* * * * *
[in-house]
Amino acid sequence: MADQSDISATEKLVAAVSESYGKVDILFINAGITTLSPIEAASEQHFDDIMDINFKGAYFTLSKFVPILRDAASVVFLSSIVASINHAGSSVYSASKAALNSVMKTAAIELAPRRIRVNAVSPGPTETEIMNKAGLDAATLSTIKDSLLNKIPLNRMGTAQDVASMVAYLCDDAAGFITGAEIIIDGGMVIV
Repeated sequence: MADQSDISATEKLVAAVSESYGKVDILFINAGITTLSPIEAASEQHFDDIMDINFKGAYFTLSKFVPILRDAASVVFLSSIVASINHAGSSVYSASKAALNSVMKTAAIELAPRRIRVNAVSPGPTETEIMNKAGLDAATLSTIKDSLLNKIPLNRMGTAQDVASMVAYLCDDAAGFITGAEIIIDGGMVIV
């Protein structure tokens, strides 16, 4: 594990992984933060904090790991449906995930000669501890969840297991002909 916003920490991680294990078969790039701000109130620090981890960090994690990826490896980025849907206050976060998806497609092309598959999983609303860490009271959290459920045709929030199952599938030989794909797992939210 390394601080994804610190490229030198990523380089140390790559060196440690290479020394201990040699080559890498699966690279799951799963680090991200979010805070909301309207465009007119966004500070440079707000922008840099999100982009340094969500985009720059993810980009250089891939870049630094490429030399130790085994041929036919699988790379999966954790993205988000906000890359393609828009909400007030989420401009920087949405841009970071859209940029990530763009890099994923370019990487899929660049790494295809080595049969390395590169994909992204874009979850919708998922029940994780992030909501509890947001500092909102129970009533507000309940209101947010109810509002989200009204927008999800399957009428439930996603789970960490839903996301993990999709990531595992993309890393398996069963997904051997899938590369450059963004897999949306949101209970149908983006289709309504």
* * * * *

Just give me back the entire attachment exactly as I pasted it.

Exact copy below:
[in-house]
Amino acid sequence: MADQSDISATEKLVAAVSESYGKVDILFINAGITTLSPIEAASEQHFDDIMDINFKGAYFTLSKFVPILRDAASVVFLSSIVASINHAGSSVYSASKAALNSVMKTAAIELAPRRIRVNAVSPGPTETEIMNKAGLDAATLSTIKDSLLNKIPLNRMGTAQDVASMVAYLCDDAAGFITGAEIIIDGGMVIV
Repeated sequence: MADQSDISATEKLVAAVSESYGKVDILFINAGITTLSPIEAASEQHFDDIMDINFKGAYFTLSKFVPILRDAASVVFLSSIVASINHAGSSVYSASKAALNSVMKTAAIELAPRRIRVNAVSPGPTETEIMNKAGLDAATLSTIKDSLLNKIPLNRMGTAQDVASMVAYLCDDAAGFITGAEIIIDGGMVIV
């Protein structure tokens, strides 16, 4: 594990992984933060904090790991449906995930000669501890969840297991002909 916003920490991680294990078969790039701000109130620090981890960090994690990826490896980025849907206050976060998806497609092309598959999983609303860490009271959290459920045709929030199952599938030989794909797992939210 390394601080994804610190490229030198990523380089140390790559060196440690290479020394201990040699080559890498699966690279799951799963680090991200979010805070909301309207465009007119966004500070440079707000922008840099999100982009340094969500985009720059993810980009250089891939870049630094490429030399130790085994041929036919699988790379999966954790993205988000906000890359393609828009909400007030989420401009920087949405841009970071859209940029990530763009890099994923370019990487899929660049790494295809080595049969390395590169994909992204874009979850919708998922029940994780992030909501509890947001500092909102129970009533507000309940209101947010109810509002989200009204927008999800399957009428439930996603789970960490839903996301993990999709990531595992993309890393398996069963997904051997899938590369450059963004897999949306949101209970149908983006289709309504």